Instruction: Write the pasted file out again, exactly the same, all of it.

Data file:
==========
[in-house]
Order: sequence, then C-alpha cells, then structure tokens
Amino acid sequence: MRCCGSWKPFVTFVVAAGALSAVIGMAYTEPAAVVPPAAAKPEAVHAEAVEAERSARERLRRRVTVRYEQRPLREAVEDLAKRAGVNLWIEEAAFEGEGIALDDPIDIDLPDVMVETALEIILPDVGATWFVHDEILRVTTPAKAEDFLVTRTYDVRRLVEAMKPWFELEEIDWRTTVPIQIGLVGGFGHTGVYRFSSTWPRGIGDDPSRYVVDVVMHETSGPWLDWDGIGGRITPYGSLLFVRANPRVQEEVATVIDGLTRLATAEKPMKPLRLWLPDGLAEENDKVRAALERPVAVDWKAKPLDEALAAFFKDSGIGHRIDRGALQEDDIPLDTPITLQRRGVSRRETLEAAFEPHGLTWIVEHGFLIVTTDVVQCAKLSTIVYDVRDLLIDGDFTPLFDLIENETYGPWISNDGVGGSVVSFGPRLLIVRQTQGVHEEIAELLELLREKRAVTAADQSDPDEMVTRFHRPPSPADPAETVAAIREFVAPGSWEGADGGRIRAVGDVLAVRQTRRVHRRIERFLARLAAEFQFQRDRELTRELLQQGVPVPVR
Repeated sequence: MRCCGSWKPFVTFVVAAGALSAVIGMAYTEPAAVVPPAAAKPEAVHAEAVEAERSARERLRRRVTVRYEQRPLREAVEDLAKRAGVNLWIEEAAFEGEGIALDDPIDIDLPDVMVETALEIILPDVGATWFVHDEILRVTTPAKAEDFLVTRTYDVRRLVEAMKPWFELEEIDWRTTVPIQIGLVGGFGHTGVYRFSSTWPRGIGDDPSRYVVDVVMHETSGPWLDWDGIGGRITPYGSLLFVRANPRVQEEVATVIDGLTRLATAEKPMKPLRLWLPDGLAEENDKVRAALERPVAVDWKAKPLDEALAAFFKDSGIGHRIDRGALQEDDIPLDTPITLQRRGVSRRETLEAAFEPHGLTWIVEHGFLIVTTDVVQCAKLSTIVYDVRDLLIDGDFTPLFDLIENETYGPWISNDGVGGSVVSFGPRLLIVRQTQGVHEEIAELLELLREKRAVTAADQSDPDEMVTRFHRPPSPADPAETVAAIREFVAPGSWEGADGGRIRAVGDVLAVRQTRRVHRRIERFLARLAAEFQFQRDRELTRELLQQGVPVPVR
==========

[in-house]
Order: sequence, then C-alpha cells, then structure tokens
Amino acid sequence: MRCCGSWKPFVTFVVAAGALSAVIGMAYTEPAAVVPPAAAKPEAVHAEAVEAERSARERLRRRVTVRYEQRPLREAVEDLAKRAGVNLWIEEAAFEGEGIALDDPIDIDLPDVMVETALEIILPDVGATWFVHDEILRVTTPAKAEDFLVTRTYDVRRLVEAMKPWFELEEIDWRTTVPIQIGLVGGFGHTGVYRFSSTWPRGIGDDPSRYVVDVVMHETSGPWLDWDGIGGRITPYGSLLFVRANPRVQEEVATVIDGLTRLATAEKPMKPLRLWLPDGLAEENDKVRAALERPVAVDWKAKPLDEALAAFFKDSGIGHRIDRGALQEDDIPLDTPITLQRRGVSRRETLEAAFEPHGLTWIVEHGFLIVTTDVVQCAKLSTIVYDVRDLLIDGDFTPLFDLIENETYGPWISNDGVGGSVVSFGPRLLIVRQTQGVHEEIAELLELLREKRAVTAADQSDPDEMVTRFHRPPSPADPAETVAAIREFVAPGSWEGADGGRIRAVGDVLAVRQTRRVHRRIERFLARLAAEFQFQRDRELTRELLQQGVPVPVR
Repeated sequence: MRCCGSWKPFVTFVVAAGALSAVIGMAYTEPAAVVPPAAAKPEAVHAEAVEAERSARERLRRRVTVRYEQRPLREAVEDLAKRAGVNLWIEEAAFEGEGIALDDPIDIDLPDVMVETALEIILPDVGATWFVHDEILRVTTPAKAEDFLVTRTYDVRRLVEAMKPWFELEEIDWRTTVPIQIGLVGGFGHTGVYRFSSTWPRGIGDDPSRYVVDVVMHETSGPWLDWDGIGGRITPYGSLLFVRANPRVQEEVATVIDGLTRLATAEKPMKPLRLWLPDGLAEENDKVRAALERPVAVDWKAKPLDEALAAFFKDSGIGHRIDRGALQEDDIPLDTPITLQRRGVSRRETLEAAFEPHGLTWIVEHGFLIVTTDVVQCAKLSTIVYDVRDLLIDGDFTPLFDLIENETYGPWISNDGVGGSVVSFGPRLLIVRQTQGVHEEIAELLELLREKRAVTAADQSDPDEMVTRFHRPPSPADPAETVAAIREFVAPGSWEGADGGRIRAVGDVLAVRQTRRVHRRIERFLARLAAEFQFQRDRELTRELLQQGVPVPVR